Looking down into the pass, Mossop could see that even if he and his pony could make it down the 130 feet to the ridge, they would still have to descend 700 feet more to reach the valley below–and then somehow make the 20-mile trek to Khambula.
It was a daunting proposition. Men and horses were rolling down into the pass as the abaQulusi crawled over the rocks, jabbing at the horses with their assegais. Several troopers were captured by the abaQulusi, only to be summarily hurled to their deaths from the mountainside. Mossop asked a man standing next to him, ‘Can we get down?’ ‘Not a hope,’ the trooper replied. He then placed the muzzle of his carbine in his mouth and pulled the trigger.
Mossop gave one yell and bounded down the slope, leaving Warrior to his fate. Suddenly, an arm gripped the boy and he looked up into the enraged face of Colonel Redvers Buller. ‘Where is your horse?’ Buller yelled. Mossop pointed back up toward the plateau. ‘Then go and get him,’ shouted Buller, ‘and don’t leave him again.’ More terrified of Buller than the abaQulusi, Mossop started back up the pass for Warrior.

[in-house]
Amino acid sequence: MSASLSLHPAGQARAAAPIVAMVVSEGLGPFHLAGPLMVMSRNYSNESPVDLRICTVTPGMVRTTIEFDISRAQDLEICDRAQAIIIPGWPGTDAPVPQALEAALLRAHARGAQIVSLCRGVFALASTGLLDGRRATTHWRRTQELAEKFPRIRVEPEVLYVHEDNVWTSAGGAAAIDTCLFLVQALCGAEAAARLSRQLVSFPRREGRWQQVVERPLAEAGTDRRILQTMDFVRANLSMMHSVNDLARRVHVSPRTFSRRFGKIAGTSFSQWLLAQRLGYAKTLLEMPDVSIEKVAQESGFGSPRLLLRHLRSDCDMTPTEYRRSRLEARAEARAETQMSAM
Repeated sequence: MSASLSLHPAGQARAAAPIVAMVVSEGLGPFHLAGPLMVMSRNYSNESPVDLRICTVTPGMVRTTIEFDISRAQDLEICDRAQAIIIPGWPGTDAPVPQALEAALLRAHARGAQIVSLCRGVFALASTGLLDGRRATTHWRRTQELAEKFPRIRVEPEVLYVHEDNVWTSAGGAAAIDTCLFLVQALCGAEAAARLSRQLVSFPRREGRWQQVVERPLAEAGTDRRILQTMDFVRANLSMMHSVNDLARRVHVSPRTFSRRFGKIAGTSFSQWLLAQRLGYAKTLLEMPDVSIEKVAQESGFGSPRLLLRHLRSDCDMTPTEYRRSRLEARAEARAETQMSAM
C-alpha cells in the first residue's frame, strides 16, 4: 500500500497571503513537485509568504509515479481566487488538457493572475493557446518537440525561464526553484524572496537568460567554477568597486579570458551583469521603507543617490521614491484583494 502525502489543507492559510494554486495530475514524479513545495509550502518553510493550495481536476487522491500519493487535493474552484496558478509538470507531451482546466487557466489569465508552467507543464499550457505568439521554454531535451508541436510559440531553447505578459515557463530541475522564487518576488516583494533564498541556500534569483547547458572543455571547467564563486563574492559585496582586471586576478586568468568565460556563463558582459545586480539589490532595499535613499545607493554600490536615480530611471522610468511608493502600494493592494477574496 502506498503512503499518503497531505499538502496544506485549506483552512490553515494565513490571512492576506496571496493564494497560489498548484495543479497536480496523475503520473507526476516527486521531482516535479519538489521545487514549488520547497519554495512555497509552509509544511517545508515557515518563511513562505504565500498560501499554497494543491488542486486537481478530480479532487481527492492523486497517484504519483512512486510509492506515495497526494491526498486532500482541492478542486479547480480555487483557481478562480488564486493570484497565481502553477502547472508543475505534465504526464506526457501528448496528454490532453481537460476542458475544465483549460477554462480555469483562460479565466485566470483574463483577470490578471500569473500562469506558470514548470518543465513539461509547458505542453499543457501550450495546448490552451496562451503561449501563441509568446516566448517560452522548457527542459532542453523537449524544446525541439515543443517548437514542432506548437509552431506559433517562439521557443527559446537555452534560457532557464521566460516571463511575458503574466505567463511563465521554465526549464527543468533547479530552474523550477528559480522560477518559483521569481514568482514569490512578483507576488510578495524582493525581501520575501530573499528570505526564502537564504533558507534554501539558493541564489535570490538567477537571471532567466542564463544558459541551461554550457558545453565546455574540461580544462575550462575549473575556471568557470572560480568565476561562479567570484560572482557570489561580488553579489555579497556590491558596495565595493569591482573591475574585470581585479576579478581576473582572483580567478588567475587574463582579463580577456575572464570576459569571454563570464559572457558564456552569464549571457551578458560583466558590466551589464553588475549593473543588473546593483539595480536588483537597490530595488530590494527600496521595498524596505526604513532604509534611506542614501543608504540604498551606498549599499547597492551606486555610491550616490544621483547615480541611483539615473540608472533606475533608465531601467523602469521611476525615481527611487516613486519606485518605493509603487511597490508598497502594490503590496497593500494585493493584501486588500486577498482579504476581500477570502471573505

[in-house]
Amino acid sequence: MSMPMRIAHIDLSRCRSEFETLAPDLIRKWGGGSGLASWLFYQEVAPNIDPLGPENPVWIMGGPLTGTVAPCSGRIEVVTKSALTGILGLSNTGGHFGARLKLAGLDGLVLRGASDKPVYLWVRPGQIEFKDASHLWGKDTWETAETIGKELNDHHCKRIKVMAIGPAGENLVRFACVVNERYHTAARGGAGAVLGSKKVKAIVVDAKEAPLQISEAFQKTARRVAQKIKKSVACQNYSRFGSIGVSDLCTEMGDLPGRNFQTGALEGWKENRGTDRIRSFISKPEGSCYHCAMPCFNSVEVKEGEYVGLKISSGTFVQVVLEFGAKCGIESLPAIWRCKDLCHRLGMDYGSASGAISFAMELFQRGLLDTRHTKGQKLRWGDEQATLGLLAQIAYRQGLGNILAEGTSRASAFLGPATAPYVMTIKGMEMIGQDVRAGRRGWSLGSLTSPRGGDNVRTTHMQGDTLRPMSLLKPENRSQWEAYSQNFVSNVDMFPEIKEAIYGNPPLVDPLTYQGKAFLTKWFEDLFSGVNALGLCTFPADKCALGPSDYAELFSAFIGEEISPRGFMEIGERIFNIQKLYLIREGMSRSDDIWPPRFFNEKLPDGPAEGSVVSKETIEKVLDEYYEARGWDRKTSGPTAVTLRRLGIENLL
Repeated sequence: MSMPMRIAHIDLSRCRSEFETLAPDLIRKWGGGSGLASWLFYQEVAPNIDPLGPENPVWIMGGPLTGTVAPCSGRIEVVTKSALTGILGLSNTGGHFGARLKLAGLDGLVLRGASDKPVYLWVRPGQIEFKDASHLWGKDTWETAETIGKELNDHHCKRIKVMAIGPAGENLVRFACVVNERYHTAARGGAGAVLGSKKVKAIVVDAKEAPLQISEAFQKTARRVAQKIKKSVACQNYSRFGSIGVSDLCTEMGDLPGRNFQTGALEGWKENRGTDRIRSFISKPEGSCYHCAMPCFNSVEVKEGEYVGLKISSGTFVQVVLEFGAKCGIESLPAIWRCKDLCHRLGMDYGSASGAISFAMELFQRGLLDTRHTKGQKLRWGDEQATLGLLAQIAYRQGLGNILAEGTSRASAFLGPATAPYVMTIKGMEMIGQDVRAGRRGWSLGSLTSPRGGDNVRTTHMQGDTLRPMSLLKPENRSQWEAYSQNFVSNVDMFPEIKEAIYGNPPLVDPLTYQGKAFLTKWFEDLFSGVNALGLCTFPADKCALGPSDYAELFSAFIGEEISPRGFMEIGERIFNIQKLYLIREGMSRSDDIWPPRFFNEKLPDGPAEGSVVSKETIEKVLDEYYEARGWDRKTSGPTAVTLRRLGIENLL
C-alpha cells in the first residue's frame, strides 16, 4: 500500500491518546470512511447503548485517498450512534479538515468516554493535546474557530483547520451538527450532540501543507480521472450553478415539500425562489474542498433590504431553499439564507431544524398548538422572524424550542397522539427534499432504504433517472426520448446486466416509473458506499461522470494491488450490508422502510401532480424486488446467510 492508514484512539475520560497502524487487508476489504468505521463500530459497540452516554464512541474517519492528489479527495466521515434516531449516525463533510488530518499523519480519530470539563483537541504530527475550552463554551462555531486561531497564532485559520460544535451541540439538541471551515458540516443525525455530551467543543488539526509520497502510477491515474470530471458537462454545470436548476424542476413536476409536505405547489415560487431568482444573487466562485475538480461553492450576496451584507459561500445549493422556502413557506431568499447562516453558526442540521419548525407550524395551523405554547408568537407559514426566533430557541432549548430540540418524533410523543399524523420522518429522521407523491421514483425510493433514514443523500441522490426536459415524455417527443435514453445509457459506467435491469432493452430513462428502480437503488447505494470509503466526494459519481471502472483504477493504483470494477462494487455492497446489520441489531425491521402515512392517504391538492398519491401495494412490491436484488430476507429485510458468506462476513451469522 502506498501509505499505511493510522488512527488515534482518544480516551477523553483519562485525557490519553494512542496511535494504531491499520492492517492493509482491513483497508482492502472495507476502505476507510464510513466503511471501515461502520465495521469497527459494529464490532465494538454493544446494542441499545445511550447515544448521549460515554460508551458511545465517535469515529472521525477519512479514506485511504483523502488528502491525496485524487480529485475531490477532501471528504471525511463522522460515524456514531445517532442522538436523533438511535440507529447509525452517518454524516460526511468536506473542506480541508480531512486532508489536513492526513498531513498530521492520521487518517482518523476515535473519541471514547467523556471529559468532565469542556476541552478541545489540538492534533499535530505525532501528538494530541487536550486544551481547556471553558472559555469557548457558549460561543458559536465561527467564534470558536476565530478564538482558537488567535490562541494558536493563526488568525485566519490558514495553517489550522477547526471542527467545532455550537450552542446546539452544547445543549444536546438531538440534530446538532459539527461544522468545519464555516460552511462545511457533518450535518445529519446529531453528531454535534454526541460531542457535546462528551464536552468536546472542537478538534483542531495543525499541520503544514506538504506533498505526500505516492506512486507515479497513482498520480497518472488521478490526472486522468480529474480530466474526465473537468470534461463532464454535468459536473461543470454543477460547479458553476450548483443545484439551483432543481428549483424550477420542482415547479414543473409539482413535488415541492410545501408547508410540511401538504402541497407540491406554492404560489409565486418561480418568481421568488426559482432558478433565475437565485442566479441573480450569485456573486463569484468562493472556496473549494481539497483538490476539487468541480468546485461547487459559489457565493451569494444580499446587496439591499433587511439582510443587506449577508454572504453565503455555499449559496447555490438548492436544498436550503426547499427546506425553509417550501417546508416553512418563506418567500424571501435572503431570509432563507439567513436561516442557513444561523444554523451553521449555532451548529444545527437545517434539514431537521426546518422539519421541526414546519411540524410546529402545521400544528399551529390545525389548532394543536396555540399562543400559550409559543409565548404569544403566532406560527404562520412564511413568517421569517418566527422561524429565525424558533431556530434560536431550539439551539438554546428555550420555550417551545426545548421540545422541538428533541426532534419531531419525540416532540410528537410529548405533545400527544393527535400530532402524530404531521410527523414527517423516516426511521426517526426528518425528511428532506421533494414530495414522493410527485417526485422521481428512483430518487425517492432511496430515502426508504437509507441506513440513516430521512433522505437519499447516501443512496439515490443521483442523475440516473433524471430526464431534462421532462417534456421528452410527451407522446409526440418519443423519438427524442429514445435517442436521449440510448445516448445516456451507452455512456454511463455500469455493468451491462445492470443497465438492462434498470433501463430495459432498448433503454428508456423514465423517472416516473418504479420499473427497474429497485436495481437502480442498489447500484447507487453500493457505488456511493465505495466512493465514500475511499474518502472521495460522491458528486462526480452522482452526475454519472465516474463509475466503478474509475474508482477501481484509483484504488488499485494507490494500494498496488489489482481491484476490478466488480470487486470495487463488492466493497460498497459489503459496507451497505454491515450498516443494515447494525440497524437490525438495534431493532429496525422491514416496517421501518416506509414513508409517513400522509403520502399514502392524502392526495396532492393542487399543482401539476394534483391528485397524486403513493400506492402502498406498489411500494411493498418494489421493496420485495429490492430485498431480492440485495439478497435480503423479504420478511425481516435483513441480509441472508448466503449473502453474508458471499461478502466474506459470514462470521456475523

By now, most of the men still on the clifftop were corpses. As the abaQulusi came ever closer, Mossop scrambled down again, dragging Warrior behind him. Although the pony lost his footing and rolled down to the ridge, on inspection he seemed to be all right.
Mossop mounted once more just as the abaQulusi rushed him. Warrior bounded forward down the steep slopes that led to
the valley below. Once on the plain, Mossop came to a stream. Dismounting, he plunged his face into the cold water. Although somewhat revived, he now saw the exhausted Warrior was
in a bad way. Feeling weak himself, the boy lay down beside his faithful mount. No sooner had he done so than he was roused by the sharp cry ‘uSuthu!‘ The Zulus had seen him and were running toward him. Mossop frantically sprang onto Warrior’s back once again, and somehow the injured pony managed to outpace his Zulu pursuers. Mossop arrived safely at Khambula late in the evening. But his gallant pony died the following morning.
Back on the plateau, Buller worked desperately to save as many of his men as he could. Many of them had fought their way down the deep rocky pass, and so long as there was one man left, Buller would not flee. Time and time again he plunged into the pass to rescue more of his men, take them to the safety of the lower plateau and send them on their way to Khambula. Others were similarly snatched from certain death by Major Leet and Captain Browne.